Certainly when seeking knowledge—discovering what is—we can also ask: how will we apply this for the good? When describing our concepts of good—what ought to be—we can also ask: how do we know if it is real?

This tilts the direction of our work toward the diagonal as we seek real good. Let’s call that wisdom.

Any type of learning opportunity can be assessed with the help of these coordinates, shown on the right.

Plot activities on this grid to display their relative goodness and realness.

Wise students and instructors collaborate, using the real / good coordinate system to understand where their work is heading. By embracing the two parallel imperatives: “do no harm” and “advance no falsehoods” they guide themselves into the real, good region; they work in the realm of the sage.

Perhaps “wisdom” is the best single word to describe this ongoing quest for real good.

Wisdom is an advanced state of personal development that relies on extraordinary knowledge. Wisdom is rooted in perspectives, interpretations, values, and courageous actions. Wisdom finds meaning and significance in information through understanding interrelationships and their implications. Wisdom is a profound understanding of our existence, the human situation, our possibilities, and especially our limitations. Wisdom is a way of interpreting knowledge by viewing it from a variety of illuminating perspectives and using human values and comprehensive priorities to make better sense of it. Wisdom applies this knowledge and takes creative and courageous action to solve problems, create opportunities, and increase the well-being of all.

How can we best apply this precious wisdom?

Perhaps our greatest duty as human beings is to tackle the grand challenges. The grand challenges are not only the greatest, most pervasive and persistent problems facing humanity but also represent the most promising opportunities. These are the problems that just won’t go away as long as we avoid them. Inadequate drinking water, poor sanitation, malnutrition, obesity, disease, substance abuse, inadequate healthcare, addictions, poverty, unemployment, oppression, injustice, crime, violence, war, and genocide continue to spread misery every day. These challenges must be overcome so we can all enjoy better well-being.

Modern learning opportunities help students apply their wisdom to integrate the real and the good into real good solutions to the grand challenges. Students are learning to focus on what matters.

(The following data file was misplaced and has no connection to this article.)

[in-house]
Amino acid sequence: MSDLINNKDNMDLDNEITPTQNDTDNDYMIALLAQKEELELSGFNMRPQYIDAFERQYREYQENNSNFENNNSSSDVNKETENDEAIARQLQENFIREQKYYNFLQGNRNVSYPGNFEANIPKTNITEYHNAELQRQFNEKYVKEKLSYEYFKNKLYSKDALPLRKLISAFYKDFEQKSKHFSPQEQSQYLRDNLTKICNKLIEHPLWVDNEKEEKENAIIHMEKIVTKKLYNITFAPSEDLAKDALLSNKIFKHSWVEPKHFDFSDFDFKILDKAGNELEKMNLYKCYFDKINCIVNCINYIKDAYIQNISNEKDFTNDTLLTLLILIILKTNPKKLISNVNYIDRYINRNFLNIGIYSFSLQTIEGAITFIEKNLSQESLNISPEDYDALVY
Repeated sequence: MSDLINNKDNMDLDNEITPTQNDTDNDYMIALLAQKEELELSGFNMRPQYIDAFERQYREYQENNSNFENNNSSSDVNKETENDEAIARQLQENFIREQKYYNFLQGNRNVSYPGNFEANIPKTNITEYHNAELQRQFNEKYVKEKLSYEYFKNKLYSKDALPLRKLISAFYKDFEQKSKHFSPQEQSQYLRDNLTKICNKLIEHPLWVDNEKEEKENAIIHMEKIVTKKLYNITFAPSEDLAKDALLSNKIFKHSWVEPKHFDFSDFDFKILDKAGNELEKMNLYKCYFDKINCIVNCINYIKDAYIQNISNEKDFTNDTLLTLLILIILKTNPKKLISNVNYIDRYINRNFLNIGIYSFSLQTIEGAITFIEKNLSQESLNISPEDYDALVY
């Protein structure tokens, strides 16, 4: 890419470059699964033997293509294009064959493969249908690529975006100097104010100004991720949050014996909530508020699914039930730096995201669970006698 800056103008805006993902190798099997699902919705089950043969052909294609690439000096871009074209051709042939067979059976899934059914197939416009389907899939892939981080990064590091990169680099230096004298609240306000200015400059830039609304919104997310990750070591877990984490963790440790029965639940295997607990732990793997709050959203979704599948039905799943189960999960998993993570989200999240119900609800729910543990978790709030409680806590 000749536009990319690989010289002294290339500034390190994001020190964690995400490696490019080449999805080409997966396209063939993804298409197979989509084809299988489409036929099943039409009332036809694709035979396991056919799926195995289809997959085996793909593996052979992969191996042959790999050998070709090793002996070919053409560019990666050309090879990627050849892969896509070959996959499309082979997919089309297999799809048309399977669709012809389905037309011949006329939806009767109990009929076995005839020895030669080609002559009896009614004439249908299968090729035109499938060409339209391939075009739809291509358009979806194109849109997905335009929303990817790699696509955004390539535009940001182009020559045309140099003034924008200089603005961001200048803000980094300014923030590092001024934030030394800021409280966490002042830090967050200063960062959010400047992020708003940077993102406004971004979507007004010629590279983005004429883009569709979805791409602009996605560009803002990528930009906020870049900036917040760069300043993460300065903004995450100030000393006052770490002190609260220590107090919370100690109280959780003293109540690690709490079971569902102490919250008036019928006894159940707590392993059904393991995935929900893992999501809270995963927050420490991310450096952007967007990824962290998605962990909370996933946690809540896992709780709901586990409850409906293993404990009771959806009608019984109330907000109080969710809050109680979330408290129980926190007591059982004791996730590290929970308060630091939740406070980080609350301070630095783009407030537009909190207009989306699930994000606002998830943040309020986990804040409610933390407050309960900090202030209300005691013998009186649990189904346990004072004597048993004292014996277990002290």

Do we now dare to indulge in some speculation?

Will we always be hampered by a schism separating what is good from what is real? Must there be two distinct directions of inquiry? Is there no end to fussing with distinctions between the good and the real?

Unification of real and good.

At our ordinary level of understanding we perceive a distinction between efforts to discover “what is real” and efforts to understand “what is good”. But perhaps this is an illusion, a result of our occluded view of how the world is based on the limitations of our current understanding. Perhaps eventually we can “lift the veil” and “see beyond this illusion” and recognize that when we fully understand what is real, when we have removed all veils and errors, it can only be good.

Similarly, as we continue to attain a complete understanding of “good” it will necessarily have to be real, because we will have outgrown our fascination with unreal fantasies.

As a result, as our understanding increases both paths converge on an ultimate wisdom. Without a doubt, this is a place of great beauty.

Focus on what matters. Seek real, good solutions to the grand challenges. Strive for the great beauty revealed by ultimate wisdom.

If you are interested in learning more about what is real, consider taking the Wikiversity course Facing Facts. If you are interested in learning more about what is good, consider taking the Wikiversity course on Virtues.

Adaptations of this essay are available in a variety of media, including:

Notes[edit | edit source]

  1. This essay first appeared as a blog post on bestthinking, with the title Unification. It has been adapted here with permission of the author. See: